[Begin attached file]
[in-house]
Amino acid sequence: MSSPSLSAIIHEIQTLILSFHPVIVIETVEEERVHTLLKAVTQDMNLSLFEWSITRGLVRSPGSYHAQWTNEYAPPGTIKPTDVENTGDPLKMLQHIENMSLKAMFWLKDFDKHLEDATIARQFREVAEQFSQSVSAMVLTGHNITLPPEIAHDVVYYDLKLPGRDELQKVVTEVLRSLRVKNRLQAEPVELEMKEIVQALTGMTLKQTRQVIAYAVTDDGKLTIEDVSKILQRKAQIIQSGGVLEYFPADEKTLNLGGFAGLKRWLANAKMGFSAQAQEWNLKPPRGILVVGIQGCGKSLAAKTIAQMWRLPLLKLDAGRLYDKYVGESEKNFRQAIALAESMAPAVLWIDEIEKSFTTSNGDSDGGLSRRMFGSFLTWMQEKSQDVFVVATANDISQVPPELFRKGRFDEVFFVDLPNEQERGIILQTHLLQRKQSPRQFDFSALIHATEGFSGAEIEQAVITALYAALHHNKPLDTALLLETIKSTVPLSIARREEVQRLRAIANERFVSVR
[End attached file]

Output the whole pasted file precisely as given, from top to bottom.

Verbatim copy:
[in-house]
Amino acid sequence: MSSPSLSAIIHEIQTLILSFHPVIVIETVEEERVHTLLKAVTQDMNLSLFEWSITRGLVRSPGSYHAQWTNEYAPPGTIKPTDVENTGDPLKMLQHIENMSLKAMFWLKDFDKHLEDATIARQFREVAEQFSQSVSAMVLTGHNITLPPEIAHDVVYYDLKLPGRDELQKVVTEVLRSLRVKNRLQAEPVELEMKEIVQALTGMTLKQTRQVIAYAVTDDGKLTIEDVSKILQRKAQIIQSGGVLEYFPADEKTLNLGGFAGLKRWLANAKMGFSAQAQEWNLKPPRGILVVGIQGCGKSLAAKTIAQMWRLPLLKLDAGRLYDKYVGESEKNFRQAIALAESMAPAVLWIDEIEKSFTTSNGDSDGGLSRRMFGSFLTWMQEKSQDVFVVATANDISQVPPELFRKGRFDEVFFVDLPNEQERGIILQTHLLQRKQSPRQFDFSALIHATEGFSGAEIEQAVITALYAALHHNKPLDTALLLETIKSTVPLSIARREEVQRLRAIANERFVSVR